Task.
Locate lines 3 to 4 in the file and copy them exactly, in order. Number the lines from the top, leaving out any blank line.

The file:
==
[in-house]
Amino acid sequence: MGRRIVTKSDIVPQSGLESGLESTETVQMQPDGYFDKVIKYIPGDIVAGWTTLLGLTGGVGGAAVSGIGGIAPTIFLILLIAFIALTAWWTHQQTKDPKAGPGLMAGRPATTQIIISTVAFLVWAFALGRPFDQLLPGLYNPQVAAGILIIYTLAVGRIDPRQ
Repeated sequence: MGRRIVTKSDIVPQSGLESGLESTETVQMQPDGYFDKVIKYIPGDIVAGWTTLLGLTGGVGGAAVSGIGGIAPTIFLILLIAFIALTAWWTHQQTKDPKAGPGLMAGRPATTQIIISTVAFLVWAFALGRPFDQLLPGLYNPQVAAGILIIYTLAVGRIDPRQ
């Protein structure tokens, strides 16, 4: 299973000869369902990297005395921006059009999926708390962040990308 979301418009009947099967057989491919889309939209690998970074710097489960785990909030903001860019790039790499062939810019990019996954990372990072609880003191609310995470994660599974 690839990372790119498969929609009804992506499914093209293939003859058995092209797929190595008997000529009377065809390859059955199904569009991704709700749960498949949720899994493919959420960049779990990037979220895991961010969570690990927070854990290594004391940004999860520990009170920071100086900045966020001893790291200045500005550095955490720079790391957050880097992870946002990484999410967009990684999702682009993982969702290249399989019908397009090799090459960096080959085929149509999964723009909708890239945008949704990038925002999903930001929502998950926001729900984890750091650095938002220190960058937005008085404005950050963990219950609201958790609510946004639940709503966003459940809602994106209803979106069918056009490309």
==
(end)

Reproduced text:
Repeated sequence: MGRRIVTKSDIVPQSGLESGLESTETVQMQPDGYFDKVIKYIPGDIVAGWTTLLGLTGGVGGAAVSGIGGIAPTIFLILLIAFIALTAWWTHQQTKDPKAGPGLMAGRPATTQIIISTVAFLVWAFALGRPFDQLLPGLYNPQVAAGILIIYTLAVGRIDPRQ
């Protein structure tokens, strides 16, 4: 299973000869369902990297005395921006059009999926708390962040990308 979301418009009947099967057989491919889309939209690998970074710097489960785990909030903001860019790039790499062939810019990019996954990372990072609880003191609310995470994660599974 690839990372790119498969929609009804992506499914093209293939003859058995092209797929190595008997000529009377065809390859059955199904569009991704709700749960498949949720899994493919959420960049779990990037979220895991961010969570690990927070854990290594004391940004999860520990009170920071100086900045966020001893790291200045500005550095955490720079790391957050880097992870946002990484999410967009990684999702682009993982969702290249399989019908397009090799090459960096080959085929149509999964723009909708890239945008949704990038925002999903930001929502998950926001729900984890750091650095938002220190960058937005008085404005950050963990219950609201958790609510946004639940709503966003459940809602994106209803979106069918056009490309």